(ABC News) -- A ferocious nor'easter storm could wreak more havoc on areas hit hardest by Superstorm Sandy, as plunging temperatures threaten the nearly two million homes and businesses that remain without power in the Northeast.
The nor'easter is expected to hit on Wednesday in the tri-state area of New York, New Jersey and Connecticut.
Temperatures could drop into the 20s and bring "strong gusty winds," rain and coastal flooding, according to a National Weather Service forecast.
With overnight temperatures dropping, the 874,000 customers without power in New York state, most in New York City, Long Island and the northern suburbs, were urged to go to shelters for heat. The city also planned to hand out blankets to residents who refuse to leave their homes despite the lack of power and heat.
"I spoke with many people who were worried and frustrated and cold," New York City Mayor Michael Bloomberg said. "There is no power there and temperatures are dropping. Even those who have generators are having a hard time getting fuel."
Janet Napolitano, secretary of the Department of Homeland Security, was visiting New Jersey today and meeting with local officials, including Gov. Chris Christie, to review recovery efforts in the ravaged areas.
Adding to the anguish are fuel shortages and long lines at gas stations.
It's a short-term issue, Cuomo said today, "but "that does not mean there will be a total alleviation of the problem in the immediate future."
New Jersey Gov. Chris Christie signed an executive order Friday night to ration gasoline for cars in 12 New Jersey counties, after more than half the stations in New Jersey and Long Island shut down because of the storm, resulting in hours-long lines for customers and threatening a gas shortage. Under Christie's order, car owners with odd numbered license plates can get gas on odd days, and car owners with even numbered license plates can get gasoline on even days. If one's license ends with a letter, Christie said it would be regarded as an odd number would be.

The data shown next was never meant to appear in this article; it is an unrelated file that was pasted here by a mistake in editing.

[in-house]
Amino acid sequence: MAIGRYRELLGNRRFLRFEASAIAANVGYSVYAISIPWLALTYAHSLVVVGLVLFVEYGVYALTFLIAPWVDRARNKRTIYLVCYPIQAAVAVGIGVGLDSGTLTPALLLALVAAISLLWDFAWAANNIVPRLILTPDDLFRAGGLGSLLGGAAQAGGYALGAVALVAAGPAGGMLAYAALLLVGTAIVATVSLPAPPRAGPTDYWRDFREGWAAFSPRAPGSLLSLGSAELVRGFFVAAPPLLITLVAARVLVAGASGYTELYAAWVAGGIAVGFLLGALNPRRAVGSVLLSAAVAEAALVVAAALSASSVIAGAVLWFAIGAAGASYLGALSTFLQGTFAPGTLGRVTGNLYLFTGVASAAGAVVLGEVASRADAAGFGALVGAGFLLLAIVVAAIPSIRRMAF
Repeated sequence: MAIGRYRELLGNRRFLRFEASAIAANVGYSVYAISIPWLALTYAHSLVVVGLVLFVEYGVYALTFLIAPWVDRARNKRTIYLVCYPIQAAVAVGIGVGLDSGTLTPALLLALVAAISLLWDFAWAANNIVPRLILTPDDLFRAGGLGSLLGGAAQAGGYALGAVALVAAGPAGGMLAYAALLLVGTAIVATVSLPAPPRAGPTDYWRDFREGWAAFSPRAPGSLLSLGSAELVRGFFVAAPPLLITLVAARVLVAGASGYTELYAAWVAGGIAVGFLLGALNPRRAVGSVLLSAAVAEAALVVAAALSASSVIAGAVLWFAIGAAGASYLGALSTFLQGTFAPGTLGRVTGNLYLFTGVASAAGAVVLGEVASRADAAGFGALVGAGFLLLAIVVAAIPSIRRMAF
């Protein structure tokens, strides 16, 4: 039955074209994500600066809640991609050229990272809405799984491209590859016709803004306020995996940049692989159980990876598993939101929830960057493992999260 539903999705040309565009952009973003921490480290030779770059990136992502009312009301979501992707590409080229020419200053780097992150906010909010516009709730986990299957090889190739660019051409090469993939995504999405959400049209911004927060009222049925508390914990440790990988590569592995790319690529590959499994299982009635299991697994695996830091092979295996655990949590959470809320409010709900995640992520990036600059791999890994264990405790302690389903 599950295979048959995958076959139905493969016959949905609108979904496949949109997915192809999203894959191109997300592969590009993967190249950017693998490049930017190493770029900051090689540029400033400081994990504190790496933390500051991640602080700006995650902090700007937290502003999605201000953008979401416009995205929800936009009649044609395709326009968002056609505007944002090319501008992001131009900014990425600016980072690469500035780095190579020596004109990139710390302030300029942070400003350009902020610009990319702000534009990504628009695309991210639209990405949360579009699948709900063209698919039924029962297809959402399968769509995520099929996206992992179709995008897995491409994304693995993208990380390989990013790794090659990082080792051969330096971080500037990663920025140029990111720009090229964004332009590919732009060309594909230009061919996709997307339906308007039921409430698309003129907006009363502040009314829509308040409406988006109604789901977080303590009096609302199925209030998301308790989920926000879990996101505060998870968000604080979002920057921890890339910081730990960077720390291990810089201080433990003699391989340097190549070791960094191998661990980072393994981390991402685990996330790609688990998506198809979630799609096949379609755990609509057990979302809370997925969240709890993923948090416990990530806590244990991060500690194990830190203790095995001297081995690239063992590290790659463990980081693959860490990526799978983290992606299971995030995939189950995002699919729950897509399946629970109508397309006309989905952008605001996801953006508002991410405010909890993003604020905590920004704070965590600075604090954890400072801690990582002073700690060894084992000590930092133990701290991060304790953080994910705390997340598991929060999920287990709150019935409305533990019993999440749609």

"This system will ease the strain on those gas stations still operating, while we work to bring more online for the public to access fuel, in a manner that is fair, easy to understand, and less stressful," Christie said.
Schools will open in New York City on Monday, but because of storm damage, some students will have schedule changes or be bused to different schools.
The long commute between boroughs has also been eased, with Metropolitan Transportation Authority employees working around the clock to restore 80 percent of the New York subway system. All subway lines except the G train are now running to some extent, according to the MTA website.
"This is a major step forward in the resumption of regular subway service in New York City," Cuomo said. "Once again, subway customers have a direct link between Brooklyn and Manhattan, giving them a fast and reliable way to get to their jobs, their schools and their homes."
The subway returned to limited service Thursday after Sandy crippled transit between the five boroughs on Monday, prompting the Metropolitan Transit Authority to call it the most severe flooding the subway system has seen in 108 years. With Manhattan-Brooklyn subways out of service, commuters waited in long lines to take shuttle buses across the East River to work.
New Jersey Transit's Northeast Corridor, which extends from Trenton Transit Center to New York Penn Station, was operational on Friday after a week-long service suspension. The remaining NJT lines are still suspended.
For more on this story, go to ABCNews.com.